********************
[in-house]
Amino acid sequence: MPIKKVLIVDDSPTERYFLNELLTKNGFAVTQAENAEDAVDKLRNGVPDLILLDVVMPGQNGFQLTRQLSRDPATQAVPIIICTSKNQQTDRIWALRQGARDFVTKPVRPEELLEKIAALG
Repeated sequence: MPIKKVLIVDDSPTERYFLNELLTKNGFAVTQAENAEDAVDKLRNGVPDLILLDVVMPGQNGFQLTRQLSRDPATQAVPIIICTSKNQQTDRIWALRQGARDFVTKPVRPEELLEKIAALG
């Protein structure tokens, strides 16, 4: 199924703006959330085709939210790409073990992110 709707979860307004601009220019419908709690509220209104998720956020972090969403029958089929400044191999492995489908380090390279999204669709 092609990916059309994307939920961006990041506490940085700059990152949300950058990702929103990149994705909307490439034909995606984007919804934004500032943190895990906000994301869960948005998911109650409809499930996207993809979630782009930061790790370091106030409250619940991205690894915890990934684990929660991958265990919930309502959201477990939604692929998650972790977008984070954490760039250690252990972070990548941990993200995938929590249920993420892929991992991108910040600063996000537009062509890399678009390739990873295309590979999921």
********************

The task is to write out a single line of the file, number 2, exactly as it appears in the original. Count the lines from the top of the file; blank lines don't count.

Amino acid sequence: MPIKKVLIVDDSPTERYFLNELLTKNGFAVTQAENAEDAVDKLRNGVPDLILLDVVMPGQNGFQLTRQLSRDPATQAVPIIICTSKNQQTDRIWALRQGARDFVTKPVRPEELLEKIAALG